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Evidence on interventions for paracetamol (acetaminophen) overdose patients is weak

Poisoning with paracetamol (acetaminophen) is a common cause of hepatic injury. The evidence for all interventions for paracetamol overdose is weak. Activated charcoal, gastric lavage, and ipecacuanha are able to reduce absorption of paracetamol if started within one to two hours of paracetamol ingestion, but the clinical benefit is unclear. Activated charcoal seems to be the best choice if the patient is compliant. N‐acetylcysteine seems superior to no intervention and other antidotes (dimercaprol, cysteamine) and should be administered to patients at significant risk of hepatic damage. However, N‐acetylcysteine superiority to methionine is unclear. Liver transplantation will clearly benefit patients with irreversible hepatic failure. However, identifying such patients early is problematic and the long‐term outcomes in this group of patients have not been reported. Other interventions have not shown any clinical benefit for paracetamol overdose.

Cochrane Database of Systematic Reviews: Plain Language Summaries [Internet] - John Wiley & Sons, Ltd.

Version: 2009

Self-Harm: The Short-Term Physical and Psychological Management and Secondary Prevention of Self-Harm in Primary and Secondary Care

This guideline has been developed to advise on the short-term physical and psychological management and secondary prevention of self-harm in primary and secondary care. The guideline recommendations have been developed by a multidisciplinary group of healthcare professionals, patients and their representatives, and researchers after careful consideration of the best available evidence. It is intended that the guideline will be useful to clinicians and service commissioners in providing and planning high quality care for those people who self-harm while also emphasising the importance of the experience of care for service users and carers.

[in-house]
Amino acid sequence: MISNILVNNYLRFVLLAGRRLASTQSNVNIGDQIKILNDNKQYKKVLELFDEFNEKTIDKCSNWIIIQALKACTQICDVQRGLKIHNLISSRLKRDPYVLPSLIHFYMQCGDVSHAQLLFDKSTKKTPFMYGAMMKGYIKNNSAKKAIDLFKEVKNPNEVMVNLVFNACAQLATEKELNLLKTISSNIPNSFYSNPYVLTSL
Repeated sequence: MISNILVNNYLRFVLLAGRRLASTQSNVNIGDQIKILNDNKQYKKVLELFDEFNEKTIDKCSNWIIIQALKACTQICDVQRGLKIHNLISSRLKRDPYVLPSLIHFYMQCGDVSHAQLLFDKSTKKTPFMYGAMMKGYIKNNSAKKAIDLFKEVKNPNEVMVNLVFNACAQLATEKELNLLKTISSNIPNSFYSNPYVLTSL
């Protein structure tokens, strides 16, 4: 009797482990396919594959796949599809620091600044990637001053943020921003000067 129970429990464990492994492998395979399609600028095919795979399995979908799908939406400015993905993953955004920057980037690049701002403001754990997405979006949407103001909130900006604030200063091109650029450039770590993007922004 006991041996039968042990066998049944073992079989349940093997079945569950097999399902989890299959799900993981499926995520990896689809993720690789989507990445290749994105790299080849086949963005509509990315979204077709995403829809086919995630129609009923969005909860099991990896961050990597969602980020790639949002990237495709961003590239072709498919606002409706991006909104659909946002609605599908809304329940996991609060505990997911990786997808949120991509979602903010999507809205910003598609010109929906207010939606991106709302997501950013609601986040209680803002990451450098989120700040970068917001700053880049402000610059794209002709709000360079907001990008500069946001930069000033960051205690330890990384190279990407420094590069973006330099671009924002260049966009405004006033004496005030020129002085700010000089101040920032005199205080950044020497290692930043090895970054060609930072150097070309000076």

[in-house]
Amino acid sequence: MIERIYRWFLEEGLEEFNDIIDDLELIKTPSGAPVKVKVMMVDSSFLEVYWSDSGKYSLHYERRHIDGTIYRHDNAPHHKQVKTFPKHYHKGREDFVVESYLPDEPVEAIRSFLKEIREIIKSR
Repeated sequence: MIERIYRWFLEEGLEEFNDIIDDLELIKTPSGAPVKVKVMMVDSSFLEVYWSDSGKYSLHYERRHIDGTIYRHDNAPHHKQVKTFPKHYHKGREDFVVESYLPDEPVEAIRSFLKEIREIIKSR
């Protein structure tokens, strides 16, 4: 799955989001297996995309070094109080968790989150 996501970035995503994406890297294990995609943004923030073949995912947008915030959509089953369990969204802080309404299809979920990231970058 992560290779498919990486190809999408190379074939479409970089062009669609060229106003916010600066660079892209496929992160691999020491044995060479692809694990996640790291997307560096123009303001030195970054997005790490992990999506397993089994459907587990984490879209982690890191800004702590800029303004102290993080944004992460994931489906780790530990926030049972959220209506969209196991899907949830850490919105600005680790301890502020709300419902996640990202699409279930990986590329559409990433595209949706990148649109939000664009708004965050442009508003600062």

NICE Clinical Guidelines - National Collaborating Centre for Mental Health (UK).

Version: 2004
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Review article: the management of paediatric nonalcoholic fatty liver disease

BACKGROUND: Paediatric nonalcoholic fatty liver disease (NAFLD) is a major public health concern given the recent increase in its prevalence and link to obesity and other metabolic comorbidities. Current treatment strategies involve lifestyle changes. Other surgical and pharmacologic interventions have been proposed; however, limited randomised controlled trials (RCTs) in the paediatric population restrict their use.

Database of Abstracts of Reviews of Effects (DARE): Quality-assessed Reviews [Internet] - Centre for Reviews and Dissemination (UK).

Version: 2014

Systematic Reviews in PubMed

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